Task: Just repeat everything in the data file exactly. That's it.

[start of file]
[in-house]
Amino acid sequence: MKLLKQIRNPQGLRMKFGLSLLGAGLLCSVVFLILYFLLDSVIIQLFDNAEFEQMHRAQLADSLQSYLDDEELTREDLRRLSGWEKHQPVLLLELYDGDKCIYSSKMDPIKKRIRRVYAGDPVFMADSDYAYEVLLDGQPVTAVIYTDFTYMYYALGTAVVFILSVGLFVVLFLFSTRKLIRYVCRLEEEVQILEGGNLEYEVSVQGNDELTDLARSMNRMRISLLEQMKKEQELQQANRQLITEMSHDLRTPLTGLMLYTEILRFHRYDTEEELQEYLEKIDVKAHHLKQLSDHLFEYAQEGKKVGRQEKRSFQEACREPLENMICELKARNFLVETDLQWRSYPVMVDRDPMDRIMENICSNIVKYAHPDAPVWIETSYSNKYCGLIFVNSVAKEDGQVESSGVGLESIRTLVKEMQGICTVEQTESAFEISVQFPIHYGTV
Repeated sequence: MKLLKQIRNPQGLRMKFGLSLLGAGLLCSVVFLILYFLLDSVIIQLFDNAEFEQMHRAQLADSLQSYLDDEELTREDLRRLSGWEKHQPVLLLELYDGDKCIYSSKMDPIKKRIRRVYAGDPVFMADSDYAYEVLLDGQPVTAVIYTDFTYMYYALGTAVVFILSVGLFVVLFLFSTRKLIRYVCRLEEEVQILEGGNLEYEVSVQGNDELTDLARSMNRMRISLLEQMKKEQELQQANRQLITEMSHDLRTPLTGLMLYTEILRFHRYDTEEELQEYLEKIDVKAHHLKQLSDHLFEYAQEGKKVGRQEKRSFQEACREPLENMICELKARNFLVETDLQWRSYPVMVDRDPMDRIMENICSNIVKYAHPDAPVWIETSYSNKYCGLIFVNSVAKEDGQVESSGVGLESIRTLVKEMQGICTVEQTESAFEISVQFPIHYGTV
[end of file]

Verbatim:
[in-house]
Amino acid sequence: MKLLKQIRNPQGLRMKFGLSLLGAGLLCSVVFLILYFLLDSVIIQLFDNAEFEQMHRAQLADSLQSYLDDEELTREDLRRLSGWEKHQPVLLLELYDGDKCIYSSKMDPIKKRIRRVYAGDPVFMADSDYAYEVLLDGQPVTAVIYTDFTYMYYALGTAVVFILSVGLFVVLFLFSTRKLIRYVCRLEEEVQILEGGNLEYEVSVQGNDELTDLARSMNRMRISLLEQMKKEQELQQANRQLITEMSHDLRTPLTGLMLYTEILRFHRYDTEEELQEYLEKIDVKAHHLKQLSDHLFEYAQEGKKVGRQEKRSFQEACREPLENMICELKARNFLVETDLQWRSYPVMVDRDPMDRIMENICSNIVKYAHPDAPVWIETSYSNKYCGLIFVNSVAKEDGQVESSGVGLESIRTLVKEMQGICTVEQTESAFEISVQFPIHYGTV
Repeated sequence: MKLLKQIRNPQGLRMKFGLSLLGAGLLCSVVFLILYFLLDSVIIQLFDNAEFEQMHRAQLADSLQSYLDDEELTREDLRRLSGWEKHQPVLLLELYDGDKCIYSSKMDPIKKRIRRVYAGDPVFMADSDYAYEVLLDGQPVTAVIYTDFTYMYYALGTAVVFILSVGLFVVLFLFSTRKLIRYVCRLEEEVQILEGGNLEYEVSVQGNDELTDLARSMNRMRISLLEQMKKEQELQQANRQLITEMSHDLRTPLTGLMLYTEILRFHRYDTEEELQEYLEKIDVKAHHLKQLSDHLFEYAQEGKKVGRQEKRSFQEACREPLENMICELKARNFLVETDLQWRSYPVMVDRDPMDRIMENICSNIVKYAHPDAPVWIETSYSNKYCGLIFVNSVAKEDGQVESSGVGLESIRTLVKEMQGICTVEQTESAFEISVQFPIHYGTV